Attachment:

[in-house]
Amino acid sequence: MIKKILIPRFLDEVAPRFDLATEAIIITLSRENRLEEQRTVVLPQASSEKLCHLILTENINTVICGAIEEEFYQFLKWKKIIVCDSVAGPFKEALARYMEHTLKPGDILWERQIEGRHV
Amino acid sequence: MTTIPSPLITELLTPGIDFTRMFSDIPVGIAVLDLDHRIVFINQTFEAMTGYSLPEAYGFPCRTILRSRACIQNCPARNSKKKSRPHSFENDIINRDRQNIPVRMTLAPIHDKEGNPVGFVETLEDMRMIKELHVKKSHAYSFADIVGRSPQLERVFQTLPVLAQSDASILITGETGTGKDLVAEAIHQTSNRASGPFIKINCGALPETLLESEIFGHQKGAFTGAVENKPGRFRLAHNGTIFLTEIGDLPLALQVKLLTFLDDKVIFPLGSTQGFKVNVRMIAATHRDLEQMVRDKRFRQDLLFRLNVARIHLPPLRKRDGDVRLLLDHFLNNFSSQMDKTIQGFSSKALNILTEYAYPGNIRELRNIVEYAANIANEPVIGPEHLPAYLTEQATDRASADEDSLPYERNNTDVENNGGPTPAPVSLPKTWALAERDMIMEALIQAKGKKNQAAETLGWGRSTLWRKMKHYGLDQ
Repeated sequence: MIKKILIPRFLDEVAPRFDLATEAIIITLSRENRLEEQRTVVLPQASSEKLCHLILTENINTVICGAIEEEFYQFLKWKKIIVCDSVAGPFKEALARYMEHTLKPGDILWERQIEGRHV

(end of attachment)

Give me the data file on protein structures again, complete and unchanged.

[in-house]
Amino acid sequence: MIKKILIPRFLDEVAPRFDLATEAIIITLSRENRLEEQRTVVLPQASSEKLCHLILTENINTVICGAIEEEFYQFLKWKKIIVCDSVAGPFKEALARYMEHTLKPGDILWERQIEGRHV
Amino acid sequence: MTTIPSPLITELLTPGIDFTRMFSDIPVGIAVLDLDHRIVFINQTFEAMTGYSLPEAYGFPCRTILRSRACIQNCPARNSKKKSRPHSFENDIINRDRQNIPVRMTLAPIHDKEGNPVGFVETLEDMRMIKELHVKKSHAYSFADIVGRSPQLERVFQTLPVLAQSDASILITGETGTGKDLVAEAIHQTSNRASGPFIKINCGALPETLLESEIFGHQKGAFTGAVENKPGRFRLAHNGTIFLTEIGDLPLALQVKLLTFLDDKVIFPLGSTQGFKVNVRMIAATHRDLEQMVRDKRFRQDLLFRLNVARIHLPPLRKRDGDVRLLLDHFLNNFSSQMDKTIQGFSSKALNILTEYAYPGNIRELRNIVEYAANIANEPVIGPEHLPAYLTEQATDRASADEDSLPYERNNTDVENNGGPTPAPVSLPKTWALAERDMIMEALIQAKGKKNQAAETLGWGRSTLWRKMKHYGLDQ
Repeated sequence: MIKKILIPRFLDEVAPRFDLATEAIIITLSRENRLEEQRTVVLPQASSEKLCHLILTENINTVICGAIEEEFYQFLKWKKIIVCDSVAGPFKEALARYMEHTLKPGDILWERQIEGRHV